Vietnam Heritage, March 2011 — ‘I almost cried from happiness when I saw a couple of mountain toads mating and giving eggs. This species was thought to be new one. I really did not want to interrupt their fun but I had to take them as specimens for research purposes’

Clockwise from top left: Polygala tricornis, growing on a slope of Mt Fansipan; Vietnam Red Book-listed black bamboo (Phyllostachys nigra) growing beside a path; Rhododendron klossi; the rare barberry plant, or Berberis wallichian, which can be used for medicinal purposes; Rhododendron tanastylum; a species of azaleas that couldn’t be properly identified, but was dubbed pink Rhododendron sp.

April is in the rainy season on Mt Fansipan, the highest mountain in Indochina, the time for amphibians to wake up after a long hibernation and search for food, copulate and reproduce, and the most suitable time for researchers like me to study the wildlife, collect specimens and perhaps discover new species. Among the things I came across on a trip in April, 2009, are the following:
On a slope, a flower of the milkwort family (Polygalaceae), Polygala tricornis, was blooming pink bells that quivered in a breeze.
Black bamboo, Phyllostachys nigra, a plant listed in the Vietnam Red Book, grew along paths.
At an altitude of 1,900 m, I found a couple of small streams and some rather wild forests. The main wood trees belonged to the beech family, Fagaceae, and magnolia family, Magnoliaceae. Nearly 100 species of heather, Ericaceae, were to be found on the mountain.
In forest shade plenty of cardamoms, Amomum aromaticum, a valuable plant in medicine and for its aroma, were blooming, which signaled a good crop for the native people.
High above, many species of orchids were showing their flowers. Coelogyne fuscescens wore its bright orange flowers and Dendobium sp. its white ones with a distinctive black dot in the middle of the labellum.
Azalea bushes also displayed their beauties, in the pink of Rhododendron klossii, red of Rhododendron tanastylum and pure white of the fragile petals of Rhododendron sp.

Bombina maxima, a small toad listed in Vietnam’s Red Book, on a stump at 2,400 m on Mt Fansipan

At an altitude of 2,400 m, a small toad, Bombina maxima, listed in Vietnam’s Red Book, appeared on a stump. This species lives between 2,000 m and 2,600 m. Though I had photographed hundreds of amphibians and reptiles in Vietnam, this was the first time I had seen this rare toad in nature.
At 2,500 m, there was serious deforestation of the primitive forests, perhaps due to ethnic-minority use of the land for cultivation. Many trees were burned, black chunks and dwarf bamboo Bambusa sp. grew on most of the forest areas.
In a damp cave were primulas, Primula chapaensis, which grew only in the area of Sapa and was listed in Vietnam’s Red Book.
Deep in another cave, the bright pink of Cymbidium lancifolium and purple of Pleione grandiflora blended with each other.
On a mossy mountainside were two strange species of azaleas I could not identify by scientific names. For the moment I will call one a small-leaf, dwarf rhododendron, Rhododendron sp., and the other a pink rhododendron, Rhododendron chunii.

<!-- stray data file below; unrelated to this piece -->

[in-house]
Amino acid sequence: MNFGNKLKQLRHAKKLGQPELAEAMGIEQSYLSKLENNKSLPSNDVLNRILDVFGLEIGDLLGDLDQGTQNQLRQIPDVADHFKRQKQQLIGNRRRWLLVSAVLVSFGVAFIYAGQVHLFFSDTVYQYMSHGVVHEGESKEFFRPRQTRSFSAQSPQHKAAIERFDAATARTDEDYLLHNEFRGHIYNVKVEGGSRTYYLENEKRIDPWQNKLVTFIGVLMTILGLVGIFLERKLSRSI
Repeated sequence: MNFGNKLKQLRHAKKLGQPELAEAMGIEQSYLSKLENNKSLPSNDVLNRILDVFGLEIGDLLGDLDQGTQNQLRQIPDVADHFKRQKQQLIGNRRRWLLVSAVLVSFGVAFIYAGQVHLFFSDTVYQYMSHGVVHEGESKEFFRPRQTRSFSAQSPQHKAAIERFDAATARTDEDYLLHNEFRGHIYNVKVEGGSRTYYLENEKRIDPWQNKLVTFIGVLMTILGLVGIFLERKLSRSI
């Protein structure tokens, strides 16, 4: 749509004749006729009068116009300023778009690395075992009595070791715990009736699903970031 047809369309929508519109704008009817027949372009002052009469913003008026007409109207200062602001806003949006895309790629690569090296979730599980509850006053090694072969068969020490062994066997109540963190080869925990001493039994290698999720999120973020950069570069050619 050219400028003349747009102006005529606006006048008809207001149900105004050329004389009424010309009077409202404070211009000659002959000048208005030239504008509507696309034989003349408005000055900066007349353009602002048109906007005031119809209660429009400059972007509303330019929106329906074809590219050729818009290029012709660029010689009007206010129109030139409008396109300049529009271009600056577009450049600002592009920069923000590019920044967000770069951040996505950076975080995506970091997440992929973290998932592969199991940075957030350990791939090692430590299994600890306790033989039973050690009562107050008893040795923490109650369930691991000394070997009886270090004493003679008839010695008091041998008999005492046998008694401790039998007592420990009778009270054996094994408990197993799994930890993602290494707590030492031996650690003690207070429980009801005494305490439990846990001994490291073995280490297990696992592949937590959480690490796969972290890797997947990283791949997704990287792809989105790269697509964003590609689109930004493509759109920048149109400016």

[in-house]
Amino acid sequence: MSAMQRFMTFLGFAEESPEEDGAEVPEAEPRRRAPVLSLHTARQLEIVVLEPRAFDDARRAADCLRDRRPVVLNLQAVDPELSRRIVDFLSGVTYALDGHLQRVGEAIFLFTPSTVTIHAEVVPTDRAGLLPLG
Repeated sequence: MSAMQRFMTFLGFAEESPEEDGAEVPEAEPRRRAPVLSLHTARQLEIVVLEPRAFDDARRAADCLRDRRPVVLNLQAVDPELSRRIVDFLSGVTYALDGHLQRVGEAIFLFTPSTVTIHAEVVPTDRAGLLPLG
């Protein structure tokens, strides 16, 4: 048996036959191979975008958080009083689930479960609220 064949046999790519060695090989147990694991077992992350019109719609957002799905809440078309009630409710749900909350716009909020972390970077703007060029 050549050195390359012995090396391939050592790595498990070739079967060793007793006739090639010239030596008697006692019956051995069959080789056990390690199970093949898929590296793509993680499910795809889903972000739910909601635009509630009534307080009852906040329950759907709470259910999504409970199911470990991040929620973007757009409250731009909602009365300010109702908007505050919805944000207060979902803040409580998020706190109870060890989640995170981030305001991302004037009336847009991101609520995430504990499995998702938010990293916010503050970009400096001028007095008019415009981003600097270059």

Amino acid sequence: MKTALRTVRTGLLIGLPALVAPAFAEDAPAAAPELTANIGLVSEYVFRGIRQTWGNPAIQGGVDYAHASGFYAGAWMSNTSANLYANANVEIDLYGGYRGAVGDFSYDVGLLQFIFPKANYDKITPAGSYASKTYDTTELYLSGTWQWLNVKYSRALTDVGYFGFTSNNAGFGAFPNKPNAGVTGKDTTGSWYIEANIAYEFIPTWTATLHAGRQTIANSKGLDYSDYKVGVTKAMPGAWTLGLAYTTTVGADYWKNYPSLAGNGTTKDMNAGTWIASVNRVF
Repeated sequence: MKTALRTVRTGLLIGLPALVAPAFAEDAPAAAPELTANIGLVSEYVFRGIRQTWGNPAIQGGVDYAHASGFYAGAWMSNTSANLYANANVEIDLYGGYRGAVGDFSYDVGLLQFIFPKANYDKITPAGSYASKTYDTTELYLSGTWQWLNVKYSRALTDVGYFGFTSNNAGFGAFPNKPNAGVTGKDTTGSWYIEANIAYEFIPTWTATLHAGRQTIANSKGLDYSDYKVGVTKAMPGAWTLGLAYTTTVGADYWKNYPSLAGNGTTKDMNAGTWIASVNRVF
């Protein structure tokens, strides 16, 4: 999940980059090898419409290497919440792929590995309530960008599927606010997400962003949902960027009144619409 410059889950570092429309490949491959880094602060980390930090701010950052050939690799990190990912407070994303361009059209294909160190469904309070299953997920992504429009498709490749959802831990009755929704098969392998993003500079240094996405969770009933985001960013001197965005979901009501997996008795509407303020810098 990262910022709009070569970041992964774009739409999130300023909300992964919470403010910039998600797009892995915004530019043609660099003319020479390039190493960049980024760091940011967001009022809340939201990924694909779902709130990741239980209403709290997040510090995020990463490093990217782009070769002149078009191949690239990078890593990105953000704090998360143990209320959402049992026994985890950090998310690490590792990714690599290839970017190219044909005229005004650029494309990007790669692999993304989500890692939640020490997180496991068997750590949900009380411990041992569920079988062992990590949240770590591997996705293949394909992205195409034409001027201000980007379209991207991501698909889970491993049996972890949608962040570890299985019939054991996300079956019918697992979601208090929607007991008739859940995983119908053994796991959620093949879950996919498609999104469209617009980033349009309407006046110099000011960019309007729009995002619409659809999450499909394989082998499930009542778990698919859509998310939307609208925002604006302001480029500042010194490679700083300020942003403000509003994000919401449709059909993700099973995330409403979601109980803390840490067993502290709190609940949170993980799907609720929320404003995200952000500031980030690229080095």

I was surprised to see a barberry plant, Berberis wallichian, a very rare and valuable medicinal plant that is listed in the Vietnam Red Book. This was the first time in my ten years of research I had been able to photograph this species and update my taxonomy web page ( with it.
Above 2,600 m, the trail was narrow, between two nearly vertical drops. The sunset had an incredible beauty. A few minutes later, clouds covered the sky. Darkness came with howling, cold wind and my group shook with cold. We had to open our mouths to get a deep breath, due to the thin atmosphere at this altitude.

From left: Pleione grandiflora, found deep in a cave; another species of azaleas temporarily called pink rhododendron, Rhododen; Rhododendron with pure white in its petals

We reached 2,800 m at 8 p.m., almost exhausted after a whole day of climbing that involved legs, arms, buttocks and even back pushing against the mountain. Dinner was delicious noodles, rice, eggs, beef and chicken. Water boiled below 100 degrees C, at this altitude, so our food was not well done, at least not in the same space of time.
Our group, eleven, huddled in at least four layers of shirts and a raincoat. [The accommodation was a tin hut.]
When I woke up in the morning it was still raining. The wind shrieked through the bamboo bushes. The light was dim because of haze. At 7.10 a.m., everyone got up to have breakfast and prepare for the final journey, to the top, at 3,143 m.
This was the highest breakfast ever for many of us.
After more than two hours of heavy steps, at nearly 3,000 m, I heard the small call of an animal. Experience told me there couldn’t be any amphibians at this altitude. But my heart told me something very strange.
I listened, looked carefully, dug and searched. I almost cried from happiness when I saw a couple of mountain toads mating and giving eggs. This species was thought to be new one. Research was being done on its classification. I really did not want to interrupt their fun but I had to take them as specimens for research purposes. I had ever seen amphibians living at a higher altitude.
We reached the top of Fansipan and screamed and yelled for having conquered ourselves, while it rained and the wind howled.




Text and photos by Phung My Trung